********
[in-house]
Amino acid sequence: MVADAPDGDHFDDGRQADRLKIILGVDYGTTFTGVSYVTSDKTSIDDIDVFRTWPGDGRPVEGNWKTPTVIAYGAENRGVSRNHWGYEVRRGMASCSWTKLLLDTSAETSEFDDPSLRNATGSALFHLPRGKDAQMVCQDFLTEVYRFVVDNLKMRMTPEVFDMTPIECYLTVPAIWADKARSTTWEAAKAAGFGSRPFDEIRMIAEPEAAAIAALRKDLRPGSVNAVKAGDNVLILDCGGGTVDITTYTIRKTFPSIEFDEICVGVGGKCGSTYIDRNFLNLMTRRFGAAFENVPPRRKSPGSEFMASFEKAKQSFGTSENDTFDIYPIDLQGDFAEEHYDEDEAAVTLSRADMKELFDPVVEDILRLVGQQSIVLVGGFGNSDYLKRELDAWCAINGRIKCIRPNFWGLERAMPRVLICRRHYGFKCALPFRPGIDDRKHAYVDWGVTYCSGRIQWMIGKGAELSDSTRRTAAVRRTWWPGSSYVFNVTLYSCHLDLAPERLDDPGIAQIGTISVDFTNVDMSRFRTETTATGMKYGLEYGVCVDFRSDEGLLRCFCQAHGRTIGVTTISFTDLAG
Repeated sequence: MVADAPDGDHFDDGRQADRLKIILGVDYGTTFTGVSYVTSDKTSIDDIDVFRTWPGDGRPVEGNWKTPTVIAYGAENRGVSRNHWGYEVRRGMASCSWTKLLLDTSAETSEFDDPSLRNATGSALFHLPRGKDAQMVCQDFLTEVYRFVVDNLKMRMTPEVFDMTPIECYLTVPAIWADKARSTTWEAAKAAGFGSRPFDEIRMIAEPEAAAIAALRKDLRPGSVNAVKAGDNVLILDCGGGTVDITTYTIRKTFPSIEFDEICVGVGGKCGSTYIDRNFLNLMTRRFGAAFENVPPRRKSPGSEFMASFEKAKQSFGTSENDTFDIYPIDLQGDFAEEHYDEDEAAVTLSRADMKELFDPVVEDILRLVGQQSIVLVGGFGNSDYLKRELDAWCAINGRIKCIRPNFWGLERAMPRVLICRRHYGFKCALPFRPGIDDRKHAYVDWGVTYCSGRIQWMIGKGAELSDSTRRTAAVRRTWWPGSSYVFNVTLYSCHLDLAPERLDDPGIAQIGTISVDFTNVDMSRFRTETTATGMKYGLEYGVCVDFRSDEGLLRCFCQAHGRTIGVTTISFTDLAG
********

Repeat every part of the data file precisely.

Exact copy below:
[in-house]
Amino acid sequence: MVADAPDGDHFDDGRQADRLKIILGVDYGTTFTGVSYVTSDKTSIDDIDVFRTWPGDGRPVEGNWKTPTVIAYGAENRGVSRNHWGYEVRRGMASCSWTKLLLDTSAETSEFDDPSLRNATGSALFHLPRGKDAQMVCQDFLTEVYRFVVDNLKMRMTPEVFDMTPIECYLTVPAIWADKARSTTWEAAKAAGFGSRPFDEIRMIAEPEAAAIAALRKDLRPGSVNAVKAGDNVLILDCGGGTVDITTYTIRKTFPSIEFDEICVGVGGKCGSTYIDRNFLNLMTRRFGAAFENVPPRRKSPGSEFMASFEKAKQSFGTSENDTFDIYPIDLQGDFAEEHYDEDEAAVTLSRADMKELFDPVVEDILRLVGQQSIVLVGGFGNSDYLKRELDAWCAINGRIKCIRPNFWGLERAMPRVLICRRHYGFKCALPFRPGIDDRKHAYVDWGVTYCSGRIQWMIGKGAELSDSTRRTAAVRRTWWPGSSYVFNVTLYSCHLDLAPERLDDPGIAQIGTISVDFTNVDMSRFRTETTATGMKYGLEYGVCVDFRSDEGLLRCFCQAHGRTIGVTTISFTDLAG
Repeated sequence: MVADAPDGDHFDDGRQADRLKIILGVDYGTTFTGVSYVTSDKTSIDDIDVFRTWPGDGRPVEGNWKTPTVIAYGAENRGVSRNHWGYEVRRGMASCSWTKLLLDTSAETSEFDDPSLRNATGSALFHLPRGKDAQMVCQDFLTEVYRFVVDNLKMRMTPEVFDMTPIECYLTVPAIWADKARSTTWEAAKAAGFGSRPFDEIRMIAEPEAAAIAALRKDLRPGSVNAVKAGDNVLILDCGGGTVDITTYTIRKTFPSIEFDEICVGVGGKCGSTYIDRNFLNLMTRRFGAAFENVPPRRKSPGSEFMASFEKAKQSFGTSENDTFDIYPIDLQGDFAEEHYDEDEAAVTLSRADMKELFDPVVEDILRLVGQQSIVLVGGFGNSDYLKRELDAWCAINGRIKCIRPNFWGLERAMPRVLICRRHYGFKCALPFRPGIDDRKHAYVDWGVTYCSGRIQWMIGKGAELSDSTRRTAAVRRTWWPGSSYVFNVTLYSCHLDLAPERLDDPGIAQIGTISVDFTNVDMSRFRTETTATGMKYGLEYGVCVDFRSDEGLLRCFCQAHGRTIGVTTISFTDLAG